Common Mistakes in the Gym

So I thought I'd go over some common mistakes that I see in the gym.  I think people make these mistakes for a variety of reasons.  Some guys are lazy.  Some are trying to protect their egos and look strong (as opposed to being strong).  Some guys are just trying to play it safe and not get injured.

But I think a lot of times people make the following mistakes, because they are either misinformed or uninformed.  People sometimes make these mistakes, because they just don't know any better.  I think this is partly the fault of personal trainers who are also misinformed and uninformed.

Mistake #1: Using the Smith machine for squats, bench presses, military presses, etc.  People use the Smith machine, because they think it's safer and that they don't need a spotter.  But in reality the Smith machine is more dangerous and can develop pattern overload in a trainee.

You see the Smith machine locks you into a single line of movement, so you develop strength in only one dimension.  Since the weight is stabilized for you on a Smith machine, stabilizer muscles such as the rotator cuff don't get any work.  So if you do the bench press the prime movers such as the chest get stronger while your rotator cuff gets weaker.

This strength imbalance becomes a problem, because it makes you more prone to injury in the real world where you move in 3 dimensions, not just one.  Doing a 225 pound bench press on the Smith machine is not the same as doing a regular 225 pound bench press.  Doing a Smith machine exercise is analogous to riding a bike with training wheels and saying, "Look at me!  I know how to ride a bike."

Mistake #2: Doing pull-ups and dips on an assisted pull-up and dip machine.  This is another case of, "Look at me!  I'm riding a bicycle!"

Assisted pull-up/dip machines support your body weight as you lift.  So while your lats and biceps are being worked to some degree, the muscles that normally stabilize your body during real pull-ups (such as your abs) are not engaged at all.  So it becomes a real shock to people when they switch from a machine assisted pull-up to a real pull-up.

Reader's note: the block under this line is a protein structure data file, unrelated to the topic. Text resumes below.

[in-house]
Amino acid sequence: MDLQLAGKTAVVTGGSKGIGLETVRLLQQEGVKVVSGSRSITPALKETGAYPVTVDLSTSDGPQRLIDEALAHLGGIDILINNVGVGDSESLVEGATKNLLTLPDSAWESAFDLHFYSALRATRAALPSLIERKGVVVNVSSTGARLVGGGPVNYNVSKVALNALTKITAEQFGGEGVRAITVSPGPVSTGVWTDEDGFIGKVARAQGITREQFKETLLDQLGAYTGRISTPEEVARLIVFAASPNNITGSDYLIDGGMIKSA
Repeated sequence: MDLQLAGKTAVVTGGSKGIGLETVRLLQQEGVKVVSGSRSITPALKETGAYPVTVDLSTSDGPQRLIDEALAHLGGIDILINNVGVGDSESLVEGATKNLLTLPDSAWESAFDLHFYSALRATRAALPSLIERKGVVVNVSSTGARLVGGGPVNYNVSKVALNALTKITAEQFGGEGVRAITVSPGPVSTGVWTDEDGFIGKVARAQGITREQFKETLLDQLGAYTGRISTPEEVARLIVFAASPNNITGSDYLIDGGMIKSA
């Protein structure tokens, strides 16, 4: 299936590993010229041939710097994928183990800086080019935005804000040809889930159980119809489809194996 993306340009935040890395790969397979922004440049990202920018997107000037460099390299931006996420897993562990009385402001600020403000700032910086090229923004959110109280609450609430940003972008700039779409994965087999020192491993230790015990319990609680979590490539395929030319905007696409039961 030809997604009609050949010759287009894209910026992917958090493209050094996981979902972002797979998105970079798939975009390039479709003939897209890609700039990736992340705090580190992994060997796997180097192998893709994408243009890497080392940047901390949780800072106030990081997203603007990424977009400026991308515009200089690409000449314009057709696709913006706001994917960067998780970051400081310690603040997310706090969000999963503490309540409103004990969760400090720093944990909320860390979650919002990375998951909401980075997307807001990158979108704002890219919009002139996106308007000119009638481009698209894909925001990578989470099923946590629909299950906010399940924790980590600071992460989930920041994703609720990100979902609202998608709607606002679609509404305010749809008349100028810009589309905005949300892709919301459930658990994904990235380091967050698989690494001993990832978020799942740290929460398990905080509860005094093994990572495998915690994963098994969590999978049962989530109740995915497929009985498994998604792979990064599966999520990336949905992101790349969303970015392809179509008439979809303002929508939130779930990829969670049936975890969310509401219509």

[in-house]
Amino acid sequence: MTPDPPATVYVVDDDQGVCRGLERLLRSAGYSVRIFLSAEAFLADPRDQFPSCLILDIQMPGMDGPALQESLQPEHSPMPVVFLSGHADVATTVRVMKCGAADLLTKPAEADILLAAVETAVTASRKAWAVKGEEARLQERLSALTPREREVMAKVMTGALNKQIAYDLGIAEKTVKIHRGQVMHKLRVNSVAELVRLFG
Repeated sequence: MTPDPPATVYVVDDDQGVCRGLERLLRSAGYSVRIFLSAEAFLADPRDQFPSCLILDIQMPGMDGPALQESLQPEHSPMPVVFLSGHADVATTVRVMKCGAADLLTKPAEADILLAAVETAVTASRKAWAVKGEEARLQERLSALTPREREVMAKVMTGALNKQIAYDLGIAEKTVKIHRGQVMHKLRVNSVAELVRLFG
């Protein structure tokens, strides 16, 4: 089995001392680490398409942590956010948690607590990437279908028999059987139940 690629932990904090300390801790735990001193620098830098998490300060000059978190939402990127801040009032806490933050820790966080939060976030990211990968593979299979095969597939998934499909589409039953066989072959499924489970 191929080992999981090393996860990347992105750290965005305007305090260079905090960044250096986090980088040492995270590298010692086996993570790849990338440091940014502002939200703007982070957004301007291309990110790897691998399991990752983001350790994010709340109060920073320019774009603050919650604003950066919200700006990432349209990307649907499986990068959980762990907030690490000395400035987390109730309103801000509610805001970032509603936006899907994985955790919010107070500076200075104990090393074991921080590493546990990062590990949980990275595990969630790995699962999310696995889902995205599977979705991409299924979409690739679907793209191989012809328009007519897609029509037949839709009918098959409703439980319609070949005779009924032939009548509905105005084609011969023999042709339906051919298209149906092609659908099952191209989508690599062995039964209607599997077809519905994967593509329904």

This also applies to dips as well.  You're better off performing actual dips than machine assisted dips.  If you cannot do either a pull-up or dip, then have a spotter help you just enough to complete 3-5 reps.

Mistake #3: Doing partial movements on squats, leg presses, dips, etc.  Partials have their place in a training program.  Tactics and Strategies has a chapter on how to use partials to break through strength plateaus.

But most people that I see doing partials do them solely to appear as if they're lifting heavy weight.  In other words, most people doing partials do it for ego, to look strong when they really are not.  Anybody can push a heavy weight the distance of one foot.  Loading up the leg press with eight 45-pound plates on each side is not that impressive unless you're lowering it down to where your knees are in your face. 

But to push a weight through a full range requires real world, functional strength.  Quality reps are more important than the quantity of reps.  And quality reps involve a full range of motion.  Who cares if you do 10-12 dips if you're only lowering yourself 6-8 inches?

Doing only partial reps creates structural imbalances, which decreases your flexibility.  People think that it's safer to do half squats than full squats.  In reality, it's the opposite.  Half squats increase the risk of patella tendonitis, chronic knee pain. 

People avoid doing full squats or full dips, because they don't have the flexibility to perform them.  But people don't have the flexibility to perform full squats or full dips, because they never train with a full range of motion in the first place.  It's sort of a catch-22.

If you have problems doing a full range barbell back squat, then I strongly suggest you can concentrate on simple bodyweight squats, full range.  Unless you're a powerlifter, Olympic weightlifter or bodybuilder, there's really no reason for you to do barbell squats if you can't perfect the form and squat all the way down.

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